With the evolution of the parallel orthopedic fields of hip preservation and hip arthroplasty, patients can sometimes be confused about which avenue is right for them.
Your hip joint can withstand many times your bodyweight while performing a wide range of activities. But despite its sturdy nature, the hip is subject to age-related deterioration or acute injuries which may necessitate surgical treatment. Here are 5 things you should know about your hip joint before undergoing surgery:
Hip arthroscopy is a minimally invasive procedure to repair torn or damaged structures inside the hip joint. It can be performed as an outpatient procedure through small keyhole incisions. A hip arthroscopy may allow you to save your hip rather than have it replaced.
With the kick-off of the NFL season, North America’s favorite sport once again takes the centerstage in the hearts and minds of countless sports enthusiasts across the country. Many will undoubtedly be inspired to emulate the amazing physical feats displayed on the sporting arena. Whether you’re a weekend warrior or a more serious athlete, sporting injuries are something you need to be prepared for.
Do you have a hip injury that hasn’t healed well with nonsurgical treatment and you would rather not undergo surgery? You might be a candidate for orthobiologics – an innovative regenerative medicine treatment that enhances your body’s natural healing capacity.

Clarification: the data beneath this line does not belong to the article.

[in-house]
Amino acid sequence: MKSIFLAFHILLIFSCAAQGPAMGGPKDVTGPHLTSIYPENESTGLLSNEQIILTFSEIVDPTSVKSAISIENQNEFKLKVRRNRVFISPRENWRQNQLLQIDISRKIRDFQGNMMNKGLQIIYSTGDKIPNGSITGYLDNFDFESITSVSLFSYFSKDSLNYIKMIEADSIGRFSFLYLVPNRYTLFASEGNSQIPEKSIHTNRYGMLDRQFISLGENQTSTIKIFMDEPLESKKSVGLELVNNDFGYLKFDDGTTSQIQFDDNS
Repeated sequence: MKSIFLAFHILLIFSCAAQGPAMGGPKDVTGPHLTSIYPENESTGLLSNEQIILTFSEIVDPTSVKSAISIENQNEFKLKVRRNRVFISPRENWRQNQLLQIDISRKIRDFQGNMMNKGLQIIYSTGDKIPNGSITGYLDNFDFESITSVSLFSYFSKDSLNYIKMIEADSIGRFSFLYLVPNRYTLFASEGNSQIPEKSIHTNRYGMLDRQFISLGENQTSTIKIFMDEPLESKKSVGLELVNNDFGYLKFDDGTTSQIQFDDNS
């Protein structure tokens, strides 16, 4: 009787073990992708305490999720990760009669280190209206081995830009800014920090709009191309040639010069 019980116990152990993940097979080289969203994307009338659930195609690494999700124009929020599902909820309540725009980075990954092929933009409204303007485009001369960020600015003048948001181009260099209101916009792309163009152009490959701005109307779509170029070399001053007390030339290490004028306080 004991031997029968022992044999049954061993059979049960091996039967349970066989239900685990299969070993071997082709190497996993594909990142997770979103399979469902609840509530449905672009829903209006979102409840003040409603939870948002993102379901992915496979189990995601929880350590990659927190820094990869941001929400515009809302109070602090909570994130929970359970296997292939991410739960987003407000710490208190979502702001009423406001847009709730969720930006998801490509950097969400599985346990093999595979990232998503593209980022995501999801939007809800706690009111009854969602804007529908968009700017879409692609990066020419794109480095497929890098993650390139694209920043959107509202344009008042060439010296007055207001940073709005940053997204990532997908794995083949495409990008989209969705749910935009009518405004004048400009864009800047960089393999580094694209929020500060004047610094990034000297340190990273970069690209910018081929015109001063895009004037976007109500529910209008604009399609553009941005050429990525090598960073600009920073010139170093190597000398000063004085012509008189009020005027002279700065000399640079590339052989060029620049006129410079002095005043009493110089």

Your hip joint is one of the largest joints in your body. Being a ball-and-socket joint, it fits together in such a way as to allow a very wide range of movement across multiple planes and yet is sturdy enough to withstand many times your bodyweight with activities like running and jumping.
Hip replacement is one of the most successful joint replacement surgeries performed in the US today. At the American Hip Institute, hip replacement is routinely performed as an outpatient procedure with greater than 99% accuracy in implant placement.